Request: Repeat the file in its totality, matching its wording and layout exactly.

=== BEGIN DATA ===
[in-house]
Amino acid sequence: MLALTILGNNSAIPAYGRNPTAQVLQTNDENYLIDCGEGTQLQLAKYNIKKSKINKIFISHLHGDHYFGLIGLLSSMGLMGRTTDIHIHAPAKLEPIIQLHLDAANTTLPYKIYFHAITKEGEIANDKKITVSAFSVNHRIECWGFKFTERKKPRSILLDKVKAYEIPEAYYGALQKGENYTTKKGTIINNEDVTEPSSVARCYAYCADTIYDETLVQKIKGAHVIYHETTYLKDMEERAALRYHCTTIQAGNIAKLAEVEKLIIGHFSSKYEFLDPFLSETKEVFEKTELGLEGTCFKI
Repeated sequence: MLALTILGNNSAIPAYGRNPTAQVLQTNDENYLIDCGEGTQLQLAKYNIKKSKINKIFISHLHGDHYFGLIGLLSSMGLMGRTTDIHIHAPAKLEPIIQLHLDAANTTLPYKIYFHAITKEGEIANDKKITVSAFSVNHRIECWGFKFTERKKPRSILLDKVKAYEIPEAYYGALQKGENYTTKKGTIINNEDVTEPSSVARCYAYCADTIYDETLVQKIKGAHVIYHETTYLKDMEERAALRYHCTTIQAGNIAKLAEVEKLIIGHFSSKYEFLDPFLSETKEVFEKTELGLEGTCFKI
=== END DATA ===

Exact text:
[in-house]
Amino acid sequence: MLALTILGNNSAIPAYGRNPTAQVLQTNDENYLIDCGEGTQLQLAKYNIKKSKINKIFISHLHGDHYFGLIGLLSSMGLMGRTTDIHIHAPAKLEPIIQLHLDAANTTLPYKIYFHAITKEGEIANDKKITVSAFSVNHRIECWGFKFTERKKPRSILLDKVKAYEIPEAYYGALQKGENYTTKKGTIINNEDVTEPSSVARCYAYCADTIYDETLVQKIKGAHVIYHETTYLKDMEERAALRYHCTTIQAGNIAKLAEVEKLIIGHFSSKYEFLDPFLSETKEVFEKTELGLEGTCFKI
Repeated sequence: MLALTILGNNSAIPAYGRNPTAQVLQTNDENYLIDCGEGTQLQLAKYNIKKSKINKIFISHLHGDHYFGLIGLLSSMGLMGRTTDIHIHAPAKLEPIIQLHLDAANTTLPYKIYFHAITKEGEIANDKKITVSAFSVNHRIECWGFKFTERKKPRSILLDKVKAYEIPEAYYGALQKGENYTTKKGTIINNEDVTEPSSVARCYAYCADTIYDETLVQKIKGAHVIYHETTYLKDMEERAALRYHCTTIQAGNIAKLAEVEKLIIGHFSSKYEFLDPFLSETKEVFEKTELGLEGTCFKI